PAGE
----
If you wanted to sum up the life of Garech Browne, the founder of Claddagh Records, “chaos, conflict and creativity” would be about right, according to James Morrissey. “Garech could be as erratic as he was eccentric,” Morrissey says. “Claddagh Records was a precarious project which defied business norms. And Garech loved it all the more for that.”
Morrissey, the label’s chairman, has just written Real to Reel, a book about the late Guinness heir, whose larger-than-life persona included legendary parties at Luggala, his 5,000-acre estate in Co Wicklow, and whose social circle included Samuel Beckett, Patrick Kavanagh, Pablo Picasso and Lucian Freud.
The large-format hardback and the vinyl album that accompanies it, featuring remastered tracks from the Claddagh catalogue, seek to capture the essence of a man whose life’s work was the preservation and celebration of Irish music and culture.
“We had discussed how the history of Claddagh Records should be written,” Morrissey says, “and he asked me to write it. With regard to Garech, things always took longer. He was one of the great procrastinators, but I spent a lot of days and late nights down in Luggala. He asked Mary Hayes, his librarian, to get some boxes out of storage for me to take a look through, and the more I saw, the more I wanted to see. It wasn’t altogether in the most orderly way, but it was all there, and while that made the task more arduous, it was more enjoyable in that I was stumbling across things.”
Browne may have seemed to be living a gilded life, but he felt deeply the loss of his younger brother, Tara, who died in a car crash in London in 1966, at the age of 21 (and whose short life inspired the Beatles song in A Day in the Life). “He had lost his closest friend and brother,” Morrissey says. “The rest of it was glitz and glamour and parties at Luggala, where everybody was welcome as long as they weren’t boring, but the fact was that he and Tara were very, very close, and I think that loss never left him.”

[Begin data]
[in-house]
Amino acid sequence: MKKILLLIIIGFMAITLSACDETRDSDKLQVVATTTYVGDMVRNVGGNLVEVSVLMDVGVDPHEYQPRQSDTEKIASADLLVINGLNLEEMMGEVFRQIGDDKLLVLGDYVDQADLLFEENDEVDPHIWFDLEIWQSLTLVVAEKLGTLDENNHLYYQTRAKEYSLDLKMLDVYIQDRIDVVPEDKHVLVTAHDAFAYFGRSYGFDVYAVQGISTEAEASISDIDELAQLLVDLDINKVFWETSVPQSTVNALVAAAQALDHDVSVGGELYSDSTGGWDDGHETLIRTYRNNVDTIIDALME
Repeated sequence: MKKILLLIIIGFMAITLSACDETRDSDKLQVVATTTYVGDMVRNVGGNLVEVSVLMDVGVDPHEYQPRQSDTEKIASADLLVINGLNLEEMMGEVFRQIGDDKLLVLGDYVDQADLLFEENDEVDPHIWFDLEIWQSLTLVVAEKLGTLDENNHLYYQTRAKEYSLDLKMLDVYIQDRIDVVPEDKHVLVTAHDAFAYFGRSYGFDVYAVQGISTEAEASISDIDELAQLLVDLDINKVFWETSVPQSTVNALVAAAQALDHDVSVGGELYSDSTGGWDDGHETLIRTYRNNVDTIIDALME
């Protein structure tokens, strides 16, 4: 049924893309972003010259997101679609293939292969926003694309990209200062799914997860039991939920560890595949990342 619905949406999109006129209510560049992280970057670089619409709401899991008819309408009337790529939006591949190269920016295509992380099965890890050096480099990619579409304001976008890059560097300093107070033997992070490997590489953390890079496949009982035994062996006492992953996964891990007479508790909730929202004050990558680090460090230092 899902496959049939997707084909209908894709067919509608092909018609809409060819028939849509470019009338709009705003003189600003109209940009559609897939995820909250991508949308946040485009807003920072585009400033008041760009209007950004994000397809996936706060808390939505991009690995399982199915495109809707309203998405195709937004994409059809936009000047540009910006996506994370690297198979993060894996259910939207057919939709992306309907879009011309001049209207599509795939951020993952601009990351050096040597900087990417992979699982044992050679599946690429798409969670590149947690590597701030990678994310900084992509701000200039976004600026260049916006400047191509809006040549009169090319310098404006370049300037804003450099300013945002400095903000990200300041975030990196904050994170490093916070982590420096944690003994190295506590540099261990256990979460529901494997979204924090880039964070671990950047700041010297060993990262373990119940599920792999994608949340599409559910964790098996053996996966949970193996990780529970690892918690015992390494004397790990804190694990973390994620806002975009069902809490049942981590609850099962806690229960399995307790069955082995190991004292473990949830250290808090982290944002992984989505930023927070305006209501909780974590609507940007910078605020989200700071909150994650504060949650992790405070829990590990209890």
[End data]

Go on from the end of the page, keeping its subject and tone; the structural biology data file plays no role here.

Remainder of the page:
Browne founded Claddagh Records in 1959 with his friend Ivor Browne; its first album release was Rí na bPíobairí, or King of the Pipers, by the renowned Dublin piper Leo Rowsome, who had taught both of them to play the uilleann pipes. Garech Browne “focused on identifying artists who he wanted to record, but his oral and visual skills and talents were amazing. His ability to hear and interpret music hugely impressed Ciarán Mac Mathúna,” Morrissey says, referring to the late broadcaster, an authority on traditional music.
“It was Lucian Freud who taught him how to see things, when they visited galleries, and his attention to detail for the visual was extraordinary. For example, he had the sculptor Eddie Delany designing album covers, and he made sure that sleeve notes were of the highest standard. He regarded the album as a full package; the design was of an incredibly high standard.”